The orders to this intent have been renewed, and the utmost care will be taken for their strictest execution.
It may be presumed, not the least irregularity will happen; but in case any infringements, contrary to these repeated orders, take place, the Courts of Admiralty, which in this, like all other countries, are established to take cognizance of such matters, and in all cases do judge solely by the law of nations, and by tlie specitick stipulations of different treaties, will redress every hardship in so equitable a manner, that her Imperial Majesty shall be perfectly satisfied, and acknowledge a like spirit of justice which she herself possesses.
Anfiver from the' King of France to the Declaration of the Empress t/Rulfia.
THE war in which the king is engaged having no other object than the attachment of his majelly jesty to the freedom of the seas, he could not but with the truest satisfaction fee the Empress of Russia adopt the fame principle, and resolve to maintain it. That which her Imperial Majesty claims from the belligerent powers is no other than the rules already prescribed to the French marine, the execution of which is maintained with an exactitude known and applauded by all Europe.
The liberty of neutral vessels, restrained only in a few cafes, is the direct consequence of neutral right, the sasegard of all nations, and the relief even of those at war. The king has been desirous, not only to procure a freedom of navigation to the subjects of the Empress of Russia, but to those of j(H the states who hold their neutrality, and that upon the fame conditions as are announced in the treaty to which his majesty this day answers.
Hisr majesty thought he had taken a great step for the general good, and prepared a glorious epocha for his reign, by fixing, by his ^example, the rights which every belligerent power may, and ought to acknowledge to be due so neutral vessels. His hopes have not been deceived, as the empress, in avowing the strictest neutrality, has declared in favour of a system which the king is supporting at the price of his people's blood, and that her majesty adopts the fame rights as he would wish to make the basis of the maritime code.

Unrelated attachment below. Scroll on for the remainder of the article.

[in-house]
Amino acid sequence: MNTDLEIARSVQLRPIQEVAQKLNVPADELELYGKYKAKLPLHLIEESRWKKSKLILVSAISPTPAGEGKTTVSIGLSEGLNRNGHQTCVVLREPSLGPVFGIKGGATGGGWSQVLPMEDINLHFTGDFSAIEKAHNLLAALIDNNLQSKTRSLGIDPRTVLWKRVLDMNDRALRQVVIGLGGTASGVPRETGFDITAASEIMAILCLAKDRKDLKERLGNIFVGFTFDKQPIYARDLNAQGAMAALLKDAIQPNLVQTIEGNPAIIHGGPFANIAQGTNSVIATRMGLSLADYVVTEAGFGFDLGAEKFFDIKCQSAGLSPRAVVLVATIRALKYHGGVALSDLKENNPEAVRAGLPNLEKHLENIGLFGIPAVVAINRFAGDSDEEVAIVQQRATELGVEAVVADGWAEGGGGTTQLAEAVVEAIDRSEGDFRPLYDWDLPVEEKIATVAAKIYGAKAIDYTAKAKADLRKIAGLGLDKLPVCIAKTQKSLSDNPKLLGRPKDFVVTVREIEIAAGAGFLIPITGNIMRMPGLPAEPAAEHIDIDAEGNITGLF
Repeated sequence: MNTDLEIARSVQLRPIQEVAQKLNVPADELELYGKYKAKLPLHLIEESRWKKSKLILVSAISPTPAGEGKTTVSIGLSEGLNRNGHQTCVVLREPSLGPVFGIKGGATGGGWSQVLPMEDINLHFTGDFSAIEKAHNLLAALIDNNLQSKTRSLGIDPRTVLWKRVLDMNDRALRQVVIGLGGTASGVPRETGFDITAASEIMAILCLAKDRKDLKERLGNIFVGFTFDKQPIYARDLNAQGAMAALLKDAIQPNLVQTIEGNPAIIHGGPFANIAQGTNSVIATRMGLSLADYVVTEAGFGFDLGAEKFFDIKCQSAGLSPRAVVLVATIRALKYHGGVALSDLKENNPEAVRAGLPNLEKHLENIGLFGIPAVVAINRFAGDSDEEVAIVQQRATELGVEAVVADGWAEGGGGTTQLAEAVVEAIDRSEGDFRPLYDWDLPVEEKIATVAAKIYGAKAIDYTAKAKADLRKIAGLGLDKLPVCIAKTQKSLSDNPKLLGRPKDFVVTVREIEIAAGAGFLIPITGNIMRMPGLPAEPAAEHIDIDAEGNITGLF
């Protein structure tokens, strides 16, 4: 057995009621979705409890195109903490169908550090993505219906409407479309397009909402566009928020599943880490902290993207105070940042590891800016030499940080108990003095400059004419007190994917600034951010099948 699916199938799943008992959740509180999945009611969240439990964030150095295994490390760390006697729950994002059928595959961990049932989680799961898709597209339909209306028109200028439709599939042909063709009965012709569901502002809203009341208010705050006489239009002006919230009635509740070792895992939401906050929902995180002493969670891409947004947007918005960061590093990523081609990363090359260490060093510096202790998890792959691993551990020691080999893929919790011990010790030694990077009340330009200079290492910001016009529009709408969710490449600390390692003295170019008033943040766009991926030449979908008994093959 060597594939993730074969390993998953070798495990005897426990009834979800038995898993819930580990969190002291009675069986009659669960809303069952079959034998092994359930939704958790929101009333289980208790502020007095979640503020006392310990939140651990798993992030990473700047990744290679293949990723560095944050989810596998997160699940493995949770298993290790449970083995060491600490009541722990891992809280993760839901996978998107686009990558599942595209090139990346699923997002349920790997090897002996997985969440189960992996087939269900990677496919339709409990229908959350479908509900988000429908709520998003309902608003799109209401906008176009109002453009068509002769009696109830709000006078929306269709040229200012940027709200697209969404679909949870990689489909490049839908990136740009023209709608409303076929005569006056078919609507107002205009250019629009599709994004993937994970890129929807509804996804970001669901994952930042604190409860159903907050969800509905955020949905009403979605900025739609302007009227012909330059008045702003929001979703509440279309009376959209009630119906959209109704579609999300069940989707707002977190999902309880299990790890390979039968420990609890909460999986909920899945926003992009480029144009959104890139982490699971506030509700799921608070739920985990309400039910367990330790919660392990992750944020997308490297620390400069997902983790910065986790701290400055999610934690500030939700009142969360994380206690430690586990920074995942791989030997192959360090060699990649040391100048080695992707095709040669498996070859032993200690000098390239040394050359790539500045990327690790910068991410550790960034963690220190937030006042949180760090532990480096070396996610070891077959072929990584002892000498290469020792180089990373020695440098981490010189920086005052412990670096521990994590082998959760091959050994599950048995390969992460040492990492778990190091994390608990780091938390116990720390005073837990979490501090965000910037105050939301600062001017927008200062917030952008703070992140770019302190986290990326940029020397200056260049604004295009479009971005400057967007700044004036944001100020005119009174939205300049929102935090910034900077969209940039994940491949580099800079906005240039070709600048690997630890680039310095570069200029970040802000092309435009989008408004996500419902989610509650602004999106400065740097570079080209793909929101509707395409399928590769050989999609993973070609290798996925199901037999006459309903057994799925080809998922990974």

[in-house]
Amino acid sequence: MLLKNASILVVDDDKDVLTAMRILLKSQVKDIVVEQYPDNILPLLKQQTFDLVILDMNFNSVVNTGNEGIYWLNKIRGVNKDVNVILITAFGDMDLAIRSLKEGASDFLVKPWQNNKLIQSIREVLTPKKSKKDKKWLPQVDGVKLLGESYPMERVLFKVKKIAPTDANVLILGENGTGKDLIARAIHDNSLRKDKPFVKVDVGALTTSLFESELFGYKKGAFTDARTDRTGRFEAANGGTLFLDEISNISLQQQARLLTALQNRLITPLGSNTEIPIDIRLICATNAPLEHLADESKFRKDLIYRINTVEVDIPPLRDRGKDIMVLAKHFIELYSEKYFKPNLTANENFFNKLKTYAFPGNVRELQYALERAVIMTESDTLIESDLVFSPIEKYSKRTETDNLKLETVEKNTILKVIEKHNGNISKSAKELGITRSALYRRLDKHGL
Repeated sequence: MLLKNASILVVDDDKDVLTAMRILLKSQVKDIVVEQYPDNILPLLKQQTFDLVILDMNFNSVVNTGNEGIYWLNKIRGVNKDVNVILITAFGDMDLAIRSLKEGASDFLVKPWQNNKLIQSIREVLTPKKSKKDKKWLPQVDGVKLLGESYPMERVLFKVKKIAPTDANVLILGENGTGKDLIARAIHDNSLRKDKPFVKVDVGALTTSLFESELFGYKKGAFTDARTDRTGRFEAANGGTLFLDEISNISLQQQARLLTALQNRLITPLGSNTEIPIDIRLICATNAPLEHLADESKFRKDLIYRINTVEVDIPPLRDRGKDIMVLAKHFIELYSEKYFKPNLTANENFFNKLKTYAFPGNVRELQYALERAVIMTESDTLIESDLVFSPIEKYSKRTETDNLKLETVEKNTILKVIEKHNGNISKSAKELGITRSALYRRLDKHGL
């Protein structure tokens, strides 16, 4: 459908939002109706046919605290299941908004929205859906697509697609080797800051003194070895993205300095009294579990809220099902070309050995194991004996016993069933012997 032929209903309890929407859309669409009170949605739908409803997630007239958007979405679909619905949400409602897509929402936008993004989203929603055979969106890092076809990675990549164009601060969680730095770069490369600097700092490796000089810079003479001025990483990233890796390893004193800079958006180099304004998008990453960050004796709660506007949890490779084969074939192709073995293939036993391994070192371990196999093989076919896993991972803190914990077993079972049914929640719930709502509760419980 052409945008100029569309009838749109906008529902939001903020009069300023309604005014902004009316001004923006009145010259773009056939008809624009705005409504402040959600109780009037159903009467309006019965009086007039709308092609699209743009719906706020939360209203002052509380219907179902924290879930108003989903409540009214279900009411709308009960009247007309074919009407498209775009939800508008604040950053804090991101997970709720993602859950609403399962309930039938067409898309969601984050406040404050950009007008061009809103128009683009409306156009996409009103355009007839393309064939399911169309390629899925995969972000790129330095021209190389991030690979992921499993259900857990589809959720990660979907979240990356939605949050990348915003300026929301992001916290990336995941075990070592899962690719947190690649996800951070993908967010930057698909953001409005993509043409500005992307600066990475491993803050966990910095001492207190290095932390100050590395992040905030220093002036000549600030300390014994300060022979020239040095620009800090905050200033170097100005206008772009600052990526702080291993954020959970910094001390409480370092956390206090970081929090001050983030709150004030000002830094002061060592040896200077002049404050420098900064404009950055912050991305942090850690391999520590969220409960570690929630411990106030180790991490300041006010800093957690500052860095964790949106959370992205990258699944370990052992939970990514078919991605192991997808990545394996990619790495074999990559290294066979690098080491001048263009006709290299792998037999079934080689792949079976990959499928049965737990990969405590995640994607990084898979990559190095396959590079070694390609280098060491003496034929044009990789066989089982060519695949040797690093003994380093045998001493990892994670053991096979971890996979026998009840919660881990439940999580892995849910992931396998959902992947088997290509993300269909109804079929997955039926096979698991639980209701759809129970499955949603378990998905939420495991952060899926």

If fresii orders were necessary to prevent the vessels of her. Imperial Majesty from being disturbed in their navigniion by the subjects of the king, his majesty would immediately give them 3 but the
empress will no doubt be satisfied with the dispositions made by his majesty in the regulations he has publistied. They do not hold by circumstances only, but they are founded on the right of nations, and quite suitable to a prince who finds the happiness of bm own kingdom in that of general prosperity. The king wishes her Imperial Majesty would add to the means she has fixed to determine what merchandizes are reckoned contraband in time of war, precise rules in the form of the sea-papers with which the Russian ships will be furnished.
With this precaution, his majesty is afl'ured nothing will hippen to make him regret the having put the Russian navigators on as advantageous a footing as effl be in time of war. Happy circumstances have more than once occurred to prove to the courts how important it is for them to explain themselves freely relative to their respective interests.
His majesty is very happy to have explained his way of thinking to her Imperial Majesty upon so interesting a poiut for Ruifia, and the trading powers of Europe He the more, sincerely applaods the principles and views 0/ tie empress, as his majesty partakes of the fame sentiments which hnve brought her majesty to sdopt thole measures*, which must be w the advantage of her own lubjeclfi and all other nations.
Versailles, April 25, 17S0,
Answer from the Klr,g of Pp"*IH, to the Declaration of the E.isfTcsl of Russia;
THE king, being informed of the empress'-, sentiments with re
spec) spcct to 'the belligerent and neutral powers, by a memorial remitted to the Compte de Florida Blnnca, on the 15th inst, by Mr. Etienne de Zinowief, Minister to her Imperial Majesty: the king considers this as the effect or' a just confidence which his majesty has on his part merited; and it is yet more agreeable that the principles adopted by this sovereign should be the lame as have always guided the king, and which his majesty has for a long time, but without success, endeavoured to cause England to observe, while Spain remained neuter. These principles are founded in justice, equity, and moderation; and these same principles Rust'ra and all the other powers have experienced in the resolutions formed by his majesty; and it has been entirely owjng to the conduct of the Englilh navy, both in the last and the present war (a conduct wholly subversive of the received rules »mong neutral powers) that his majesty has been obliged to follow their example; since the English paying no respect to a neutral ilacr, is die lame be laden with effects belonging to the enemy, even if the articles stioukl not be contraband, and that flag not using nny means of defending itself, there could not be any just cause why Spain should not make reprisals, to indemnify herself for the great disadvantages the mutt otherwise labour under. The neutral powers have also laid themselves open to the inconveniences they have suffered, by furnilhing themselves with double papers, and other Mtinua, to prevent the capture as their velsels; from which have